Following the previous night’s late night possession madness with Backmask, Saturday morning at FrightFest Glasgow began with that beloved horror staple: the killer clown. Jon Watts’ Clown, produced by Eli Roth, is much bleaker than expected, as kindly family man Kent (Andy Powers) dons a clown costume when the entertainer for his son’s birthday party drops out. However, the next morning he realises that he can’t get the suit off, and that the clothes and make-up aren’t the only things that are bound to him. An ancient evil European clown spirit has possessed Kent, and it wants him to kill children…
A muted colour palette sets the town early on, as Watts puts his hero through gruesome body horror transformations (watching him attempt to remove his outfit is pretty wince-inducing), before setting him off on the rampage after young kids. For the most part, Clown is more interested in grim shocks than hit and miss dark comedy, although there’s plenty of that too. The always-game Peter Stormare shows up to chew scenery as the only one who knows how to stop the demon, and there are some brilliant sight gags based on the changes to Kent’s blood. It loses its way towards the end as the carnage ramps up, but before it gets there Watts and Christopher D Ford’s screenplay avoids many of the obvious pitfalls. Kent pays a brutal price for choosing the wrong outfit and the film puts him through hell, and this is better than expected.
Next up was a classic, as the crowd settled in to watch Arrow Films’ restoration of Mario Bava’s Blood And Black Lace, introduced by Alan Jones. The 1964 giallo finds a group of models being murdered by a masked, leather-gloved killer, and features some absolutely gorgeous visuals. It’s always a pleasure to be reminded of Bava’s eye for colour, as those beautiful reds are very much on display, from the eerie mannequins to the swinging fashion house sign to the telephone. The plot itself is less involving but certainly entertaining, packed with twitchy drug addicts, preening beauties and an impossibly unflappable detective, and the soundtrack’s brilliant too. From the arch opening credits to the final revelations, this was a joy.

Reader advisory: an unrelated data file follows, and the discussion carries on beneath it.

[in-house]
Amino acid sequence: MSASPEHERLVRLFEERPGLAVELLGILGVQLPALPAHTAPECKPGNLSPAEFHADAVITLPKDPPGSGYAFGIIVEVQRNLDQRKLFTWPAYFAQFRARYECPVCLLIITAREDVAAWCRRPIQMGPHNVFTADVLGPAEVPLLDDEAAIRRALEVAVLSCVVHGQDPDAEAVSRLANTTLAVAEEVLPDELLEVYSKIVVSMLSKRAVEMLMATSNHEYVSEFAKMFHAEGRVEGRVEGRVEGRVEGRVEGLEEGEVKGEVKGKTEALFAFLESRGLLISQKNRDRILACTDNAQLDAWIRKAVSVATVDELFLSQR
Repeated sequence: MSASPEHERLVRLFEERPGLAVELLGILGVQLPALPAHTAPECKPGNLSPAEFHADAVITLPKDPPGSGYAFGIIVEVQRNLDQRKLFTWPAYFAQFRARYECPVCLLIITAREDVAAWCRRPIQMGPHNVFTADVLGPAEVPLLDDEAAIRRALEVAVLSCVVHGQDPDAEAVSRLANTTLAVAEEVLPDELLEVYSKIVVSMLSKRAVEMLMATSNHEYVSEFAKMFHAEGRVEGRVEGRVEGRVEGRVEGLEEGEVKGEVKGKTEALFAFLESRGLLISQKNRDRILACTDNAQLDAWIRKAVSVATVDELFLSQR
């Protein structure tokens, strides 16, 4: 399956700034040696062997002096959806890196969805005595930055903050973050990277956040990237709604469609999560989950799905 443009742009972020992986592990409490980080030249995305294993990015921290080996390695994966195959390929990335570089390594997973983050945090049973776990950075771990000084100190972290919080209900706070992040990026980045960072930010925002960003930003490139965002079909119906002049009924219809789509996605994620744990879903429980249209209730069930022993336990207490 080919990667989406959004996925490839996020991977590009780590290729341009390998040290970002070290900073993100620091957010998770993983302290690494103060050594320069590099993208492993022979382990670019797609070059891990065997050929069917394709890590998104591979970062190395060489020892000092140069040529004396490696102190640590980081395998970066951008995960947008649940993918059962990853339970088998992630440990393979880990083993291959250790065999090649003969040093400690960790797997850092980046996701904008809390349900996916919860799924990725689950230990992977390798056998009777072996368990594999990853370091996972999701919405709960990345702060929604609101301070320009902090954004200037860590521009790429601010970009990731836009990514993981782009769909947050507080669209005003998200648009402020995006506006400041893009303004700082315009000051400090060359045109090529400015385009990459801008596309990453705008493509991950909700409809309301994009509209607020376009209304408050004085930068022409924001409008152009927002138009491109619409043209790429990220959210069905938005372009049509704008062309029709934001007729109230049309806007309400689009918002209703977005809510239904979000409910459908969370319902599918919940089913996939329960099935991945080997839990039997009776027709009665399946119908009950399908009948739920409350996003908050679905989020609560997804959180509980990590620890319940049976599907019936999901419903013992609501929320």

The next film moved further to the present, or the late 1990s to be specific. Russ Gomm’s The Blair Witch Project documentary The Woods Movie made its world premiere (presented by the director himself) to an appreciative crowd, who were almost certainly the best audience for it. The film is made entirely of footage recorded at the time, documenting Blair Witch’s origins and production challenges, how directors Eduardo Sánchez and Dan Myrick made their actors feel truly isolated in the woods, and the incredible success at Sundance.
Although there’s plenty of material here that does have “Fans Only” written all over it, the story of some film school graduates putting together a microbudget horror and finding an ingenious way to shoot it before coming up with a sensational mock-doc advertising strategy make it a fascinating snapshot of a modern classic, soulpatches and all. It’s great to see the crew putting together the first stick figures, for example, while their sheer shock at their Sundance experience is. Gomm’s decision not to include any present day talking heads works both for and against the film. It gives it a certain charm and ties into the lo-fi spirit of the film itself, but it does mean that it’s missing a critical perspective, and that any difficulties are glossed over fairly quickly. Still, it’s very likeable stuff and definitely worth a look for fans of the film.
Following that trip down memory lane, the FrightFest audience was in for something much grimmer with The Treatment. A Belgian adaptation of British author Mo Hayder’s novel, Hans Herbot’s movie stars Geert Van Rampbelberg as Detective Nick Cafmeyer, a man haunted by the childhood abduction of his brother by a paedophile. When a terrible crime involving a young boy occurs, Nick is pulled back into his own nightmare as he attempts to solve a shocking and gruesome mystery.